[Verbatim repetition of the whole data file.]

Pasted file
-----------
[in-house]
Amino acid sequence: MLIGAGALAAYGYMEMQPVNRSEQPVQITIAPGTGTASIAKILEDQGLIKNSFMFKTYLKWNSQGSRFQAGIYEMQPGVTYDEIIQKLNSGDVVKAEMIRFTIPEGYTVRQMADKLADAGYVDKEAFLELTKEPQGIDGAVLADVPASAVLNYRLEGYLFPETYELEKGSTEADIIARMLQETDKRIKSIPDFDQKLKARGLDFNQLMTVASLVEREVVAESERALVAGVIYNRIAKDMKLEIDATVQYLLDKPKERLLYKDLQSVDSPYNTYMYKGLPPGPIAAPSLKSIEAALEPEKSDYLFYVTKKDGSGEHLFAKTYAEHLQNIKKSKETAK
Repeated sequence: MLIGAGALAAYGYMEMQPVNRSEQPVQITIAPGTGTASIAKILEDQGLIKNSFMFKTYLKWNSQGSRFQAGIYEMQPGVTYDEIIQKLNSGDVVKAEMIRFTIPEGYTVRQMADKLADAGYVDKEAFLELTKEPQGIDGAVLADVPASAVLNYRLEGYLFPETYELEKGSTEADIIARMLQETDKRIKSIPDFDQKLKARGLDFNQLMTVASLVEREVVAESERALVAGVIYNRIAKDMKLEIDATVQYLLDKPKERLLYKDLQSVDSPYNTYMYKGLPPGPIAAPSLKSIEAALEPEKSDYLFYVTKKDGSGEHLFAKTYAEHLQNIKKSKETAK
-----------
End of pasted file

[in-house]
Amino acid sequence: MLIGAGALAAYGYMEMQPVNRSEQPVQITIAPGTGTASIAKILEDQGLIKNSFMFKTYLKWNSQGSRFQAGIYEMQPGVTYDEIIQKLNSGDVVKAEMIRFTIPEGYTVRQMADKLADAGYVDKEAFLELTKEPQGIDGAVLADVPASAVLNYRLEGYLFPETYELEKGSTEADIIARMLQETDKRIKSIPDFDQKLKARGLDFNQLMTVASLVEREVVAESERALVAGVIYNRIAKDMKLEIDATVQYLLDKPKERLLYKDLQSVDSPYNTYMYKGLPPGPIAAPSLKSIEAALEPEKSDYLFYVTKKDGSGEHLFAKTYAEHLQNIKKSKETAK
Repeated sequence: MLIGAGALAAYGYMEMQPVNRSEQPVQITIAPGTGTASIAKILEDQGLIKNSFMFKTYLKWNSQGSRFQAGIYEMQPGVTYDEIIQKLNSGDVVKAEMIRFTIPEGYTVRQMADKLADAGYVDKEAFLELTKEPQGIDGAVLADVPASAVLNYRLEGYLFPETYELEKGSTEADIIARMLQETDKRIKSIPDFDQKLKARGLDFNQLMTVASLVEREVVAESERALVAGVIYNRIAKDMKLEIDATVQYLLDKPKERLLYKDLQSVDSPYNTYMYKGLPPGPIAAPSLKSIEAALEPEKSDYLFYVTKKDGSGEHLFAKTYAEHLQNIKKSKETAK